Tuesday, May 7, 2019

First CAP meeting

Prior to filling out a membership application, prospective members are encouraged/required (don't know which, but it matters not) to attend two meetings. I attended my first last night. The meetings start at 19:00 hours, which is a little test in and of itself. Fortunately, I instantly recognized that as being equivalent to 7:00 Eastern Muggle Time. The meetings are held in a room located in Hangar 4 at Don Scott (KOSU) airport. If you don't know precisely where hangar 4 is, or where to go once inside the voluminous interior space, you are not alone. Well, you are now, but less than 24 hours ago I was in the same boat. The hangar wasn't hard to find, but it was festooned with doors - which to choose?

Easy - follow the guy wearing a CAP shirt - chances are that's where he's going.

Maj. Joe was already inside and dressed to the 9's in ho Air Force blues, ostensibly because he was getting his picture taken. He was preparing to lead the meeting, so we only talked briefly before I tried to find a place to sit in an inconspicuous area. Failing that, I ended up right up front. Was I the subject of eighteen pairs of inquisitive eyes? I have no idea, but it sure felt that way. The ages of the group appeared to run from late-30's to early 70's, all male. They chatted amongst themselves while I attempted to blend into the wall behind me.

The meeting started right on time. Not immediately, but soon thereafter, I was asked/ordered (don't know which, but it matters not) to stand up and introduce myself. I immediately cleared up any possible misunderstanding of my name (98% hear 'Campbell') by telling them that it's "Gamble, with a G" and following up with an early biographical factoid: "I was enlisted in the Air Force; they were afraid to make me an officer because at some point I might become a Major Gamble."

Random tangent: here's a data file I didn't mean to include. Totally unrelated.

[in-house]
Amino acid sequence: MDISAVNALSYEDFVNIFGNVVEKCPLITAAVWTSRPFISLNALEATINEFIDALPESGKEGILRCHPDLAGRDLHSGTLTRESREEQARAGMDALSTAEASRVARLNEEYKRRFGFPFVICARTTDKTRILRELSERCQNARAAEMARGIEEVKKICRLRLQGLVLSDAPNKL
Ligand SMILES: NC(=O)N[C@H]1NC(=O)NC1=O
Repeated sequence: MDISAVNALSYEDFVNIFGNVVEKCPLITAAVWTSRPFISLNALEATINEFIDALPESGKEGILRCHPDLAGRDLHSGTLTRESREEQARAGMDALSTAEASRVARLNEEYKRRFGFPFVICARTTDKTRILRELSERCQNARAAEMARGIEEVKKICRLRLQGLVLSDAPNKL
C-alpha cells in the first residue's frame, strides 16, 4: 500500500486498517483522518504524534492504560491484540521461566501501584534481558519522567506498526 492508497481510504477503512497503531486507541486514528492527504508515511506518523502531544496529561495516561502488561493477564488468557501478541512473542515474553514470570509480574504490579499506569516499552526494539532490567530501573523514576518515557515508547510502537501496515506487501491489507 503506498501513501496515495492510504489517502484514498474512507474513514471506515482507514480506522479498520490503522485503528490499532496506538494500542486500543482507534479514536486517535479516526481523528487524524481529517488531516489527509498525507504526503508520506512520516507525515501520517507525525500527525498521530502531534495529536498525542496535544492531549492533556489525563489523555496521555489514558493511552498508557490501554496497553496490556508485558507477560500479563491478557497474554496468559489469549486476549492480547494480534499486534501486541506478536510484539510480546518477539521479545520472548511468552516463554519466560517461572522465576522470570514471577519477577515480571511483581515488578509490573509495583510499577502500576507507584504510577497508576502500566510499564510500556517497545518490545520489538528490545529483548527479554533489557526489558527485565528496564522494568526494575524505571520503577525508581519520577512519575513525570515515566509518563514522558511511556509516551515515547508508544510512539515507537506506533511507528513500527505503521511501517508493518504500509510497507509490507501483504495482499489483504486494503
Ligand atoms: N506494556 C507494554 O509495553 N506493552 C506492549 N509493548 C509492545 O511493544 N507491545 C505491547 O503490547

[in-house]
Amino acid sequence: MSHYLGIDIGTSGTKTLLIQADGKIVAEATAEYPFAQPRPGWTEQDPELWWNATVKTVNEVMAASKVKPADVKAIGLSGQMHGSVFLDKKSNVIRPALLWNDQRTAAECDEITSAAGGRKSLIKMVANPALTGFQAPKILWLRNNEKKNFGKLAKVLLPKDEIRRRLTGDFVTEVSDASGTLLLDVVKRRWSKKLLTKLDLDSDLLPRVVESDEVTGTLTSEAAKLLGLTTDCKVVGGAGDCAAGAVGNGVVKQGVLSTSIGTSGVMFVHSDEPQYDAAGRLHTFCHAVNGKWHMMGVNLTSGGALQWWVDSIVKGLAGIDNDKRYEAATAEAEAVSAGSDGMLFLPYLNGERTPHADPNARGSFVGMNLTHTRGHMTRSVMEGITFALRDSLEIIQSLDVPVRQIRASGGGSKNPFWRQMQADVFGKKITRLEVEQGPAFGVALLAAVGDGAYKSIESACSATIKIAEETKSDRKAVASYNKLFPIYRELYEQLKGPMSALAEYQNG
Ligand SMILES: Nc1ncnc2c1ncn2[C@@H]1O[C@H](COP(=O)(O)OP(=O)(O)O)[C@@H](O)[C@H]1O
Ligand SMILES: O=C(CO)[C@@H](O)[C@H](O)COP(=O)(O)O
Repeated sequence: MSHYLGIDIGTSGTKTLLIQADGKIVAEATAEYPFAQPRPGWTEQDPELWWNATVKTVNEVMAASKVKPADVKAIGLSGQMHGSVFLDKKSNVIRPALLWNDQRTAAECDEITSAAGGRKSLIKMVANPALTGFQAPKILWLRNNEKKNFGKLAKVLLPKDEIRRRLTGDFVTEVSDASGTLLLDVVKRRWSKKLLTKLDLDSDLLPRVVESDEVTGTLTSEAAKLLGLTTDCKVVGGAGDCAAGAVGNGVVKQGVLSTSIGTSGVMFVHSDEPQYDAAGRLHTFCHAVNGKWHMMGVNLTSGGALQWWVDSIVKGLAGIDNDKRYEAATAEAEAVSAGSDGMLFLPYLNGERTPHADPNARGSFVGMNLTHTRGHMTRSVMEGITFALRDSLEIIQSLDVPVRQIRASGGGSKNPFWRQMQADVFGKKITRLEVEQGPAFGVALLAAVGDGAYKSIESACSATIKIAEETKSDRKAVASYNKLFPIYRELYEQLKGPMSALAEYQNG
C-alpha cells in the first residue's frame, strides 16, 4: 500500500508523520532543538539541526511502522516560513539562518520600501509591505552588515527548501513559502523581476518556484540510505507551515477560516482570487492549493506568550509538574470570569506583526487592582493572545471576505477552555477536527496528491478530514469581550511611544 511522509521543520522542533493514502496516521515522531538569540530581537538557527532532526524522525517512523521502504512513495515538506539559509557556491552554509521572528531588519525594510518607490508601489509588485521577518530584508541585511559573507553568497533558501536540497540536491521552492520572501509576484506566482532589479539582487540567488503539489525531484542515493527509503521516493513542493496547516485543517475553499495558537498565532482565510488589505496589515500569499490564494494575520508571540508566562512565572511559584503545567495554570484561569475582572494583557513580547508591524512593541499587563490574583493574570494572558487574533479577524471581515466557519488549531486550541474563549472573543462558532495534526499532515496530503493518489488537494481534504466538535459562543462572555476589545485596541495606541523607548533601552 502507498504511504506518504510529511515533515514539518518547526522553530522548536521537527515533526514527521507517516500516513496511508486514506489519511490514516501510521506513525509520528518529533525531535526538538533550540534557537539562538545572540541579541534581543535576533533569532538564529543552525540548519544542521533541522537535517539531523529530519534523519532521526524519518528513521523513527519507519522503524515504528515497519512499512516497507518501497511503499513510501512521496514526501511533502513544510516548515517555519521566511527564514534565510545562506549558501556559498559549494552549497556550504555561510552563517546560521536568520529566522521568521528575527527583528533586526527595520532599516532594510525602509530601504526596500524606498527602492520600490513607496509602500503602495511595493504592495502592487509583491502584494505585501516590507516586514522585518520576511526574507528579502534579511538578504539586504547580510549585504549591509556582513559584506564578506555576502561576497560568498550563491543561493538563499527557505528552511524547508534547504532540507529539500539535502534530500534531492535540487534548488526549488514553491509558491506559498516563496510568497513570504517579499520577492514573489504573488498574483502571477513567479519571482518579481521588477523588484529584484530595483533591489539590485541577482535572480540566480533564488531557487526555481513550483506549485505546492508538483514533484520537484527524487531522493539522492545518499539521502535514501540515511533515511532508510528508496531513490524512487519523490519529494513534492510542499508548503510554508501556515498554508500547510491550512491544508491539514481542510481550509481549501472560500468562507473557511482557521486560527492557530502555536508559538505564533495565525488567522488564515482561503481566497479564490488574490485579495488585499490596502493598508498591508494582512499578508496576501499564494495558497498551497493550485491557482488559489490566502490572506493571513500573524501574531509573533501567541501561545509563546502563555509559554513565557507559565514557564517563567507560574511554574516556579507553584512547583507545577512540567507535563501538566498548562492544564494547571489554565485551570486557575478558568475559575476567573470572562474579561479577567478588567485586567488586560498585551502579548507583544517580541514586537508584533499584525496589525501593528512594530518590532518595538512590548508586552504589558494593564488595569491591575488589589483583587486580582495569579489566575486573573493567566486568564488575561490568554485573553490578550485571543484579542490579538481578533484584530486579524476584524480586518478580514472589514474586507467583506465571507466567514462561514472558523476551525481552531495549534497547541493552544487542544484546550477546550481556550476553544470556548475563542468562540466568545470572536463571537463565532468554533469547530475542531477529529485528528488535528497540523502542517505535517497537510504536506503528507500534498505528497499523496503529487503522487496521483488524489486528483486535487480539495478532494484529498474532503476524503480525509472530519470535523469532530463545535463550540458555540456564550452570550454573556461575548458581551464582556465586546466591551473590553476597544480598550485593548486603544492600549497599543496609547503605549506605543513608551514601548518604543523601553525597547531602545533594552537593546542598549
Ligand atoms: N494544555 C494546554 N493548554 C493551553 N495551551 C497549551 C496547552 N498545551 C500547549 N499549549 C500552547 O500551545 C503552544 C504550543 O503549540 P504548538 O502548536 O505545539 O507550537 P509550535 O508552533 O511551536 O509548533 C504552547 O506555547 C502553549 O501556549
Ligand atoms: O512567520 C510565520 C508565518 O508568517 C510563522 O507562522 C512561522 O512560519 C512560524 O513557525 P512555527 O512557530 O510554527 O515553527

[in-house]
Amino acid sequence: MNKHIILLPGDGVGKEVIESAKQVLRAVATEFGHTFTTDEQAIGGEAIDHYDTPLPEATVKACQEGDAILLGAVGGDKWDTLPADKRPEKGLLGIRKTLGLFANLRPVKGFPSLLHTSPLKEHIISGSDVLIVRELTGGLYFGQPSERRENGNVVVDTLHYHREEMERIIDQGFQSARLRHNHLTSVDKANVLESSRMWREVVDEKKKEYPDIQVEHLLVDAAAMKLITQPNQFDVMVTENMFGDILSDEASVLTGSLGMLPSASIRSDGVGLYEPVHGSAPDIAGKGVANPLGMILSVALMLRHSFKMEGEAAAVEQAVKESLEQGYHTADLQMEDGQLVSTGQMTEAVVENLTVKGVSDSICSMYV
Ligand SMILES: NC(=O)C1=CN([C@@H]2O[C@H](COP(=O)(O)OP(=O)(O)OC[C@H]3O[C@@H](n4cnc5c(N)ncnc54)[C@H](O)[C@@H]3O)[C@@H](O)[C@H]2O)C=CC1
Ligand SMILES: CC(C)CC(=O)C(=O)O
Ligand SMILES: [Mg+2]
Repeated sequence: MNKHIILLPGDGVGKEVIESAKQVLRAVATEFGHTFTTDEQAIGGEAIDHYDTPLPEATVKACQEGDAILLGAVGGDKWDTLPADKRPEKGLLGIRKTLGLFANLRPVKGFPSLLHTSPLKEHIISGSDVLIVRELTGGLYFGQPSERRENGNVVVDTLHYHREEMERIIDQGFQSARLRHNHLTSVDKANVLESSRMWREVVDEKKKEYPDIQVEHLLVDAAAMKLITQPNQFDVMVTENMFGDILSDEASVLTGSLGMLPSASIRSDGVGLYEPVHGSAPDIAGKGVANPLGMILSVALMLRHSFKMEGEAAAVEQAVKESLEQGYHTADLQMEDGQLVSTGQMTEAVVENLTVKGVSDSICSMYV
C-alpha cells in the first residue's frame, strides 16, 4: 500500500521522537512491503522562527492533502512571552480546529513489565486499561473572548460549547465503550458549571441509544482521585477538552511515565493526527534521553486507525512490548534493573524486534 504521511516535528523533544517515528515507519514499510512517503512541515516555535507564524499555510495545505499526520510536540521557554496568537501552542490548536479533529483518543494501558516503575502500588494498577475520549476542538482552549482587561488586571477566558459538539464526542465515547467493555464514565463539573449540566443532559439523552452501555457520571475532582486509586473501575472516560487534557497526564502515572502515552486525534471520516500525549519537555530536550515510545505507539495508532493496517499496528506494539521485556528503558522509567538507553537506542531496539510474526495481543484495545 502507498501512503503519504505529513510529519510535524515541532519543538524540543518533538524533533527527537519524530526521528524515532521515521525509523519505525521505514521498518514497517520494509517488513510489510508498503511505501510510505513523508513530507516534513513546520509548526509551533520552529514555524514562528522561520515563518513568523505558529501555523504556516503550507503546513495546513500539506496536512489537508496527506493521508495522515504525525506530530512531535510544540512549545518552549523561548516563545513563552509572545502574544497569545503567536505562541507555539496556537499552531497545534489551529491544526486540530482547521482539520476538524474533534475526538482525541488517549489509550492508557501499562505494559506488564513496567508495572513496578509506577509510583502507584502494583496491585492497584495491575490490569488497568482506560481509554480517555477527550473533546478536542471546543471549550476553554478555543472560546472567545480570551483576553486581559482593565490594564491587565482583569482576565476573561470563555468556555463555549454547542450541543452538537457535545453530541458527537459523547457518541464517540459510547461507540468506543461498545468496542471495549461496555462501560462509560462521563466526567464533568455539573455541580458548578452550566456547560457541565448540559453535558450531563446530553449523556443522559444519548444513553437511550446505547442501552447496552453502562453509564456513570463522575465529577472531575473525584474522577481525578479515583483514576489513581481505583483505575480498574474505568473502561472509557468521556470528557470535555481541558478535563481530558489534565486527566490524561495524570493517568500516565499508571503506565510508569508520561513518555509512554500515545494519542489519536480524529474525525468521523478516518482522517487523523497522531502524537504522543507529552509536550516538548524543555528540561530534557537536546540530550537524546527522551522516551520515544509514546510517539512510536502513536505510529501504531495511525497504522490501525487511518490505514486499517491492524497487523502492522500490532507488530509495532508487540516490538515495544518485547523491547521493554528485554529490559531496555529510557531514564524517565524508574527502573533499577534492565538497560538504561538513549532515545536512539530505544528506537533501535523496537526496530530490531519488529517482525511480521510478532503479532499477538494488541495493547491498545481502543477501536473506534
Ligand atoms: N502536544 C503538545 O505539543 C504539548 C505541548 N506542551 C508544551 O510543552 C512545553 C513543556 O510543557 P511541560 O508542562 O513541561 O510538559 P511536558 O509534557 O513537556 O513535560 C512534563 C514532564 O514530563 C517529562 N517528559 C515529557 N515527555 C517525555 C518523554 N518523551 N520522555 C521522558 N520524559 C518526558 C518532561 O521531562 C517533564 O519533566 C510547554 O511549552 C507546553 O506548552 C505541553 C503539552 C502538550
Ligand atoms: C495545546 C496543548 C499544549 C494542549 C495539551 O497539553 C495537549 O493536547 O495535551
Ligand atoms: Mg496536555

Someone, somewhere dropped a pin. Everyone heard it. How not to, given the utter silence? They either didn't get it, or the meetings were far more formal than I had anticipated. Or, and I credit this with being nearly impossible, they didn't think it was funny.

Tough room.

The meeting went on for two hours, and I was very happy to have done some preparatory research into what it is they actually do. Even so, a lot of it was inside baseball; I still paid rapt attention to whoever was speaking - I can't prove it, but periodic glances at Maj. Joe led me to believe that he was paying attention to whether or not I was paying attention. Most of it fleshed out many of the fundamentals of what I had learned from perusing the documents on their website, and some of it was brand new and very intriguing. There was a lot of talk about having mounts installed on the Cessna 182 to carry a Garmin Virb, which is sort of like a GoPro camera but with presumably better mission supporting features. That's not much of a stretch - the G1000 instrument panel includes Search & Rescue (SAR) functions that take the drudgery (and time) out of plotting search grids.

I'm very intrigued with this subject. There is a PowerPoint (oh, goody - thought I left that behind when I retired from Corp. America) at this link, if you're curious.

Towards the end of the meeting, a handful of achievement awards were presented to squadron members who had successfully defeated entrenched resistance from various bureaucratic offices. It was at that point that I realized just how much this was going to be like the USAF.

The next meeting is in two weeks and will be notably different from this one - they will have planes in the air coordinating with the staff on the ground as they go through what I assume will be a practice mission. I'm looking forward to that too.

As far as flying, I am still practicing what I can in my own plane, which really isn't much. I'm just flying GPS instrument approaches in good weather and no vision obstruction devices as are usually used in IFR practice. I'm not ready for that quite yet; I'm practicing following the routes and altitude changes with the autopilot and my eyes mostly looking out the window. I'm getting close to the point where I will put on the vision-limiting goggles (Foggles is the trade name) and enlist the help of a safety pilot. I'm still also using one of my PC-based flight sims to practice the use of the Garmin G1000. I'm also getting close to starting discussions on the subject of spending some money on a new iPad and a tremendously useful app called ForeFlight. Frankly, I want that even if I never fly IFR again - it's an incredible tool.

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